There was a pink salmon run in progress during our visit, so there were a goodly number of bears working the Orford River in anticipation of their coming winter hibernation. While there have been some scares in the news about emaciated bears in nearby Knight Inlet, the seven or so individuals that we saw all appeared to be healthy and decently fat. While people are undeniably having an impact on salmon stocks, the pinks were in good numbers and I am confident the bears will find their share.
 Evidence of this hypothesis was shown by this sleeping bear who was relaxing in what our guide rightfully called a "salmon-coma." It was perhaps 25 feet away from our stop but frustratingly concealed by some tall plants. However, once he had fully evaluated its state of lethargy, our guide offered Kathryn the chance to climb up on a fallen log nearby to get a handful of less obstructed photos for us and some other people on the tour. Although it briefly woke to survey this change in its surroundings, the bear was nonplussed and quickly went back to sleep.
The whole experience was exceptional but not cheap, so while we certainly plan to return to the Bears of Bute again in the future, its a trip that we'll have to ration out and savor every few years.

September 15, 2019


This week, after months of preparation and years of study, I completed the Common Final Exam (CFE) for my accounting designation, and I certainly wasn't a notice leading up to this point. In 4 years at BCIT I wrote close to 100 exams in 48 different courses, and 4 of the 6 prior CPA modules also pretty grueling finals.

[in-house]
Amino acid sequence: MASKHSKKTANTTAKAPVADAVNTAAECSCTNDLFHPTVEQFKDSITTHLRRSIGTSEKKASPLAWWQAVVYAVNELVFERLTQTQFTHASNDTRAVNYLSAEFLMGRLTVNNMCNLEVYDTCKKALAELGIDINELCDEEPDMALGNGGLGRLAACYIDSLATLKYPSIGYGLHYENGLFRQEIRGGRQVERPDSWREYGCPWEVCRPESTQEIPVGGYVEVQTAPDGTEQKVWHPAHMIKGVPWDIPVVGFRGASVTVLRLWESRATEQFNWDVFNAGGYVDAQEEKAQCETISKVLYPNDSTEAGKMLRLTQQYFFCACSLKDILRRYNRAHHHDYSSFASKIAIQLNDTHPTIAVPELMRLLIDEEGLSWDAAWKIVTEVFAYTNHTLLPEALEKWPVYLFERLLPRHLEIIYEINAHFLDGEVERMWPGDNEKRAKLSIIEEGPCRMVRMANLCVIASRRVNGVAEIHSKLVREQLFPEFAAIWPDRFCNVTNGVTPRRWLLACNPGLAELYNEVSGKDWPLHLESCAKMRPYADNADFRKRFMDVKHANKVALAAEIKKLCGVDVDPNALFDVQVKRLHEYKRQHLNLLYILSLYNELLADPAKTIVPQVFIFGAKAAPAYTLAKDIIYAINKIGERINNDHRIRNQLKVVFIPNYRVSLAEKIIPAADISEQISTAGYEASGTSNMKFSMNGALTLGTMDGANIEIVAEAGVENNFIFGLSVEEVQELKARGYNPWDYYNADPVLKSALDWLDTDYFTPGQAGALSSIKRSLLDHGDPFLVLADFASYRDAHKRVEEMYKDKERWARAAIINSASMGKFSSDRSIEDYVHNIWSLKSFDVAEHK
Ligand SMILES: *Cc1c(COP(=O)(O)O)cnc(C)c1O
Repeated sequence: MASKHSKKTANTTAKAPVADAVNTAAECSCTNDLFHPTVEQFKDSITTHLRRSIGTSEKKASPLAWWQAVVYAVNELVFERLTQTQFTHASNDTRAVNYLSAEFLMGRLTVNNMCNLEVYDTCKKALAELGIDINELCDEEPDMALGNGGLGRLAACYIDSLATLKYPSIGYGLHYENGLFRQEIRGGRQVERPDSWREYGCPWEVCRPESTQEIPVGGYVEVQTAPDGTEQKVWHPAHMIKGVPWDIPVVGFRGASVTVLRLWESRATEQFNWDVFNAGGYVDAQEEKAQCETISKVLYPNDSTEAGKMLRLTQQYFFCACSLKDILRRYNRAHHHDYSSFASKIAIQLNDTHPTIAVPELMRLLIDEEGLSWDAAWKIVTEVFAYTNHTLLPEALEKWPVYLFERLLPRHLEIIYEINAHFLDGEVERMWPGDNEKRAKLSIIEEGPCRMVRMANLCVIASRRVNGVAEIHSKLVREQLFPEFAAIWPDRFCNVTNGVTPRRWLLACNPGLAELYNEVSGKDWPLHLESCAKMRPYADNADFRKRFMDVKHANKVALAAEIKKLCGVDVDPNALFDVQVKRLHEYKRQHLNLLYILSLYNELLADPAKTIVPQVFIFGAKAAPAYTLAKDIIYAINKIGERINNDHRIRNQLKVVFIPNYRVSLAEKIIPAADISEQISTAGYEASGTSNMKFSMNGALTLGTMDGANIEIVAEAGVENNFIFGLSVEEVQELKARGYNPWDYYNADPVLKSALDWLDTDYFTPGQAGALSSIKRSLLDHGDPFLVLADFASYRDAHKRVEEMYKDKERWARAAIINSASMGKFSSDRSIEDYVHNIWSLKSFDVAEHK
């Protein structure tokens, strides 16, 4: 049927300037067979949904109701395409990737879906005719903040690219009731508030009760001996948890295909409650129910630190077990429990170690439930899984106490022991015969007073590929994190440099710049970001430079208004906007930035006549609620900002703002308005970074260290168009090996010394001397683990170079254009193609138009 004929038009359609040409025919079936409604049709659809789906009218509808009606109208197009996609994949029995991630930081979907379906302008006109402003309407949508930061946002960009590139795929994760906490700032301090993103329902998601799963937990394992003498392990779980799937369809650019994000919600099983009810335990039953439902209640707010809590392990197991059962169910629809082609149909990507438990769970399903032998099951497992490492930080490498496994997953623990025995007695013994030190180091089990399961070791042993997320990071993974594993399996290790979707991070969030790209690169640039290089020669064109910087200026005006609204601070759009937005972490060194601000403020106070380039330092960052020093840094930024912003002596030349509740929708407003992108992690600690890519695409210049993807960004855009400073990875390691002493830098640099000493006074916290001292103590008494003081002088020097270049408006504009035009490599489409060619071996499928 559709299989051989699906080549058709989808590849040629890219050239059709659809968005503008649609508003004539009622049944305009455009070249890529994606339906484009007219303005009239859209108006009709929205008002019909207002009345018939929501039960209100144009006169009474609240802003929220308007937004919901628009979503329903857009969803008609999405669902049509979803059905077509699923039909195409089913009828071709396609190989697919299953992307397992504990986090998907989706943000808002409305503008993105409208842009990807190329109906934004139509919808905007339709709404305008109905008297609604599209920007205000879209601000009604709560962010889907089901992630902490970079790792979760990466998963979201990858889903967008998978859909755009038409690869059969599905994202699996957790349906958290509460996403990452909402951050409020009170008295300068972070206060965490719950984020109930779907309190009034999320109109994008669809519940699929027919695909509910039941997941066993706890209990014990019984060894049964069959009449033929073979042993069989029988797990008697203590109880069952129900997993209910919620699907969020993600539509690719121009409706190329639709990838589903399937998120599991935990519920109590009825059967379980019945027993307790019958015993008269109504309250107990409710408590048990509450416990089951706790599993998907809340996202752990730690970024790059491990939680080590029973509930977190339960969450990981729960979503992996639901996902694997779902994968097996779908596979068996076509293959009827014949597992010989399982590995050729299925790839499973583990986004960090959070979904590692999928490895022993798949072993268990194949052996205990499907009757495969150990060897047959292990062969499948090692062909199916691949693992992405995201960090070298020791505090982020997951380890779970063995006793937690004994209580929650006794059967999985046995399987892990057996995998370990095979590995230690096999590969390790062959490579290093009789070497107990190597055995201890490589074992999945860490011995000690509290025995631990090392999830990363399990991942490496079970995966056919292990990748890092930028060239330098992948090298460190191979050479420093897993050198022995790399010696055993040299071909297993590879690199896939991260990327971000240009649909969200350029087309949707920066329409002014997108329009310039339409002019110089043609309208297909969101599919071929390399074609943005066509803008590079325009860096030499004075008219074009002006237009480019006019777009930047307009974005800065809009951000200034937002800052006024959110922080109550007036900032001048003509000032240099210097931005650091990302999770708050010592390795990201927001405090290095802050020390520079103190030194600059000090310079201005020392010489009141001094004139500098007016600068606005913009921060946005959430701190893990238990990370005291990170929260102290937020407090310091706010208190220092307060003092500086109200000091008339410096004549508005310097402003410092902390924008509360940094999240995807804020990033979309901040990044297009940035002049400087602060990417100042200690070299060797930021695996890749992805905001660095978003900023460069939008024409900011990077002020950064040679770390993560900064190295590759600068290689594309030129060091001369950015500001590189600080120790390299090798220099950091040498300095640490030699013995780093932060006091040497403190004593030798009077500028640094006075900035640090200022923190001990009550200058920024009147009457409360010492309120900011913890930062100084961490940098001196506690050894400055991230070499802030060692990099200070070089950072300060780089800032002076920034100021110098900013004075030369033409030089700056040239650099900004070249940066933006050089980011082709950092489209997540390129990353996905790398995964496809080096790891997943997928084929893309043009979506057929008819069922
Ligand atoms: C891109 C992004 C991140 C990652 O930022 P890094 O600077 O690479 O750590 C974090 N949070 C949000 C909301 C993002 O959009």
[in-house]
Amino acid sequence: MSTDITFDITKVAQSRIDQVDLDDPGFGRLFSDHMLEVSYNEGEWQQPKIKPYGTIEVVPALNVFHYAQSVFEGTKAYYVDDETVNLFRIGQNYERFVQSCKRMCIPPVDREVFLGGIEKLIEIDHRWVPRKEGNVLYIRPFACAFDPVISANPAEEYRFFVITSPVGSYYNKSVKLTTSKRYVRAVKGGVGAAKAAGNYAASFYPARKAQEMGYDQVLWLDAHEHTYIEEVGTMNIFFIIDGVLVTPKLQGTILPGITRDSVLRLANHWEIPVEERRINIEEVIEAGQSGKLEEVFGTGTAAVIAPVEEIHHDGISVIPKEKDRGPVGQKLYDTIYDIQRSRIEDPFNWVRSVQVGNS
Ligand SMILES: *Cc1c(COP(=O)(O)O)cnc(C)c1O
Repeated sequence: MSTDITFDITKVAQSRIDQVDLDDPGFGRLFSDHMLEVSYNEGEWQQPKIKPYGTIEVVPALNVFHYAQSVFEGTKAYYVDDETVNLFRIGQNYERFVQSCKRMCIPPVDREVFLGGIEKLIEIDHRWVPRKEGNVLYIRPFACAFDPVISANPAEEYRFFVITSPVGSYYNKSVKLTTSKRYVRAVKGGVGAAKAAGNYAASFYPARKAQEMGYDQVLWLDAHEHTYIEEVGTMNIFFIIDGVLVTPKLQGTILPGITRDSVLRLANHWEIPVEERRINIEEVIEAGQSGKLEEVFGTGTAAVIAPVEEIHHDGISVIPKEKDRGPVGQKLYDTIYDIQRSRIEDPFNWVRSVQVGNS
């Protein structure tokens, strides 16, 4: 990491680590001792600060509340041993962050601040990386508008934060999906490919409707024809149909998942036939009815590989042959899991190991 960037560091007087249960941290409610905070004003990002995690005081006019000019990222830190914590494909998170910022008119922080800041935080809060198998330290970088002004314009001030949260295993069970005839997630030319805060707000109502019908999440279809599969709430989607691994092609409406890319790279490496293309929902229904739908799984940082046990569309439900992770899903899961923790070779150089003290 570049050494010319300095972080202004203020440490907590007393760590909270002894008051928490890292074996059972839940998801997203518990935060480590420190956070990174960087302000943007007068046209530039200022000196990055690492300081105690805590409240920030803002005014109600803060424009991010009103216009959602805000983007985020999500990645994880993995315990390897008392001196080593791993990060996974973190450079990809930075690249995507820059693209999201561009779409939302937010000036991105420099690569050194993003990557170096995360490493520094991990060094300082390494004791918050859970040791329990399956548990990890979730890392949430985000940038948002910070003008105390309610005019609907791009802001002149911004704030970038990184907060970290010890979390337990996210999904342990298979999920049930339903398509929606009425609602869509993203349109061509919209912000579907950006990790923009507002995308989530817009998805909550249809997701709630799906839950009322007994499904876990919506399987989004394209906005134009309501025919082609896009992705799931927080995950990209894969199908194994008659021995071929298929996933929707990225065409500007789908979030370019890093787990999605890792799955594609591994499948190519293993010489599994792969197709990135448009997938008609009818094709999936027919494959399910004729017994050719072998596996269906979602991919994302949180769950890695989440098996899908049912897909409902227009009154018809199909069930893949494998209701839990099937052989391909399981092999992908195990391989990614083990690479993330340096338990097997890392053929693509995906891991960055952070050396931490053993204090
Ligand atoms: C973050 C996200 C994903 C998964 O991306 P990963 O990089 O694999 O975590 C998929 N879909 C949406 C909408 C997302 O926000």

However, the CFE is designed to be particularly nightmarish. Three days, 14 hours, 5 cases, zero time to stop and think or make mistakes, and that's just if things are running smoothly.
I debated taking a picture of the convention center exam room but decided against it given how strict they are about everything and how boring a photo it would be. Fortunately, Hieronymus Bosch did a pretty good job of catching the details. You can see the candidates being funneled in the lower right corner, before being charged one more time at admissions and eventually prostrated in preparation to write.

Of course I'm kidding, in actual fact the CPA is much stricter regarding items permitted on the premises than a lazy pack of demons, and were much more thorough in searching for prohibited items like mechanical pencils and scarves.
Day 1 and 3 went reasonably smoothly, all things considered, but Day 2 was an absolute disaster.

Somehow, despite having literally years to prepare for this day, the computer servers were completely unable to log-in everyone, so most of Western Canada started hours later. We had a 3 hour delay, and before you think that doesn't sound bad, just know that most of us had 2-6 hours of sleep the night before and were therefore caffeine and sugar crashing from exhaustion just as we were supposed to start a 5 hour test. The case itself was enormous and pretty miserable on top of that. People writing in Edmonton were apparently there for 12 hours...
When I started this whole journey, my friends used to joke about the diploma being the Fellowship of the Ring, with a bunch of friends starting out on a journey together and things going generally alright. By the Two Towers, everyone is fractured and chasing after different objectives, just like part-time night school. Finally, by Return of the King, its down to a few people, well beyond exhaustion, trudging through a fiery hellscape. I was incredibly glad to have my friend Julia with me through the whole thing. We wrote mock exams together, grumbled nearly every week for two years, and both made it through. I forget which of us is Sam or Frodo in the picture above.